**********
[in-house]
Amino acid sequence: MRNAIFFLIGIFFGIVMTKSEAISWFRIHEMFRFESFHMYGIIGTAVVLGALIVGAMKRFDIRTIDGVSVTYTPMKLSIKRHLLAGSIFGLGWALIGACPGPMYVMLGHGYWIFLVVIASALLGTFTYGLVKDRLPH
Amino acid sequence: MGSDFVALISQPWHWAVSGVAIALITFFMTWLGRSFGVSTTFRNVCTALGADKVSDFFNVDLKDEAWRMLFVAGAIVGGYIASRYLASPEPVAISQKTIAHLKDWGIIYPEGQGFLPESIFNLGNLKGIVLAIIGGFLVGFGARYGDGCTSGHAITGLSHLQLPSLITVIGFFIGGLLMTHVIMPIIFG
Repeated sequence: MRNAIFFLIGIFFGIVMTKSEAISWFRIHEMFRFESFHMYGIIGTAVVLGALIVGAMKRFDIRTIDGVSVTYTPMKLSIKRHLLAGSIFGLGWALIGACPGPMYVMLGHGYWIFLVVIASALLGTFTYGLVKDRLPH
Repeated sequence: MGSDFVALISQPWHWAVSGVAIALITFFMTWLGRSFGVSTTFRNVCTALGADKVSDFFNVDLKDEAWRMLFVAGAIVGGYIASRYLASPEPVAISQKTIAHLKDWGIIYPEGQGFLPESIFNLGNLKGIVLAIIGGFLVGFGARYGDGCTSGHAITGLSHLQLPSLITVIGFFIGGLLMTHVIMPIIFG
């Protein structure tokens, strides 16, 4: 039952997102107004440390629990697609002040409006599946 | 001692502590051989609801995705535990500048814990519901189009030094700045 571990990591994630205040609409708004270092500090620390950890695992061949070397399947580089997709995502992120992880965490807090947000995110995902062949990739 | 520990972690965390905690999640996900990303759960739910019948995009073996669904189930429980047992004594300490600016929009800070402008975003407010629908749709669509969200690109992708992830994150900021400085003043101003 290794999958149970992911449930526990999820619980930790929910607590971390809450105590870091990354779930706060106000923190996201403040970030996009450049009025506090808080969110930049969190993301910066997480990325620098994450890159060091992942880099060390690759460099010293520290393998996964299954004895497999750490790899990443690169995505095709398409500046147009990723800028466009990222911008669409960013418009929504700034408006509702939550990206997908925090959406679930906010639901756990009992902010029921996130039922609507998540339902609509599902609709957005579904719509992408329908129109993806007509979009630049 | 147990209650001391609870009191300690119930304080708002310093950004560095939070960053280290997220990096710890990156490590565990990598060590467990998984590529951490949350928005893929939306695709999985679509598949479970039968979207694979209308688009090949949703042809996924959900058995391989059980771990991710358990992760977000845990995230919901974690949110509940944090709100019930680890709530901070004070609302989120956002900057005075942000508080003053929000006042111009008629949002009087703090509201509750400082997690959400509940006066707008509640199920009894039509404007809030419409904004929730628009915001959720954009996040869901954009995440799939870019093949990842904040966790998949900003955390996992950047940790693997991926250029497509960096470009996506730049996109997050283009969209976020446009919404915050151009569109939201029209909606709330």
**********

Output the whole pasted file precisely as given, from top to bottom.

[in-house]
Amino acid sequence: MRNAIFFLIGIFFGIVMTKSEAISWFRIHEMFRFESFHMYGIIGTAVVLGALIVGAMKRFDIRTIDGVSVTYTPMKLSIKRHLLAGSIFGLGWALIGACPGPMYVMLGHGYWIFLVVIASALLGTFTYGLVKDRLPH
Amino acid sequence: MGSDFVALISQPWHWAVSGVAIALITFFMTWLGRSFGVSTTFRNVCTALGADKVSDFFNVDLKDEAWRMLFVAGAIVGGYIASRYLASPEPVAISQKTIAHLKDWGIIYPEGQGFLPESIFNLGNLKGIVLAIIGGFLVGFGARYGDGCTSGHAITGLSHLQLPSLITVIGFFIGGLLMTHVIMPIIFG
Repeated sequence: MRNAIFFLIGIFFGIVMTKSEAISWFRIHEMFRFESFHMYGIIGTAVVLGALIVGAMKRFDIRTIDGVSVTYTPMKLSIKRHLLAGSIFGLGWALIGACPGPMYVMLGHGYWIFLVVIASALLGTFTYGLVKDRLPH
Repeated sequence: MGSDFVALISQPWHWAVSGVAIALITFFMTWLGRSFGVSTTFRNVCTALGADKVSDFFNVDLKDEAWRMLFVAGAIVGGYIASRYLASPEPVAISQKTIAHLKDWGIIYPEGQGFLPESIFNLGNLKGIVLAIIGGFLVGFGARYGDGCTSGHAITGLSHLQLPSLITVIGFFIGGLLMTHVIMPIIFG
């Protein structure tokens, strides 16, 4: 039952997102107004440390629990697609002040409006599946 | 001692502590051989609801995705535990500048814990519901189009030094700045 571990990591994630205040609409708004270092500090620390950890695992061949070397399947580089997709995502992120992880965490807090947000995110995902062949990739 | 520990972690965390905690999640996900990303759960739910019948995009073996669904189930429980047992004594300490600016929009800070402008975003407010629908749709669509969200690109992708992830994150900021400085003043101003 290794999958149970992911449930526990999820619980930790929910607590971390809450105590870091990354779930706060106000923190996201403040970030996009450049009025506090808080969110930049969190993301910066997480990325620098994450890159060091992942880099060390690759460099010293520290393998996964299954004895497999750490790899990443690169995505095709398409500046147009990723800028466009990222911008669409960013418009929504700034408006509702939550990206997908925090959406679930906010639901756990009992902010029921996130039922609507998540339902609509599902609709957005579904719509992408329908129109993806007509979009630049 | 147990209650001391609870009191300690119930304080708002310093950004560095939070960053280290997220990096710890990156490590565990990598060590467990998984590529951490949350928005893929939306695709999985679509598949479970039968979207694979209308688009090949949703042809996924959900058995391989059980771990991710358990992760977000845990995230919901974690949110509940944090709100019930680890709530901070004070609302989120956002900057005075942000508080003053929000006042111009008629949002009087703090509201509750400082997690959400509940006066707008509640199920009894039509404007809030419409904004929730628009915001959720954009996040869901954009995440799939870019093949990842904040966790998949900003955390996992950047940790693997991926250029497509960096470009996506730049996109997050283009969209976020446009919404915050151009569109939201029209909606709330």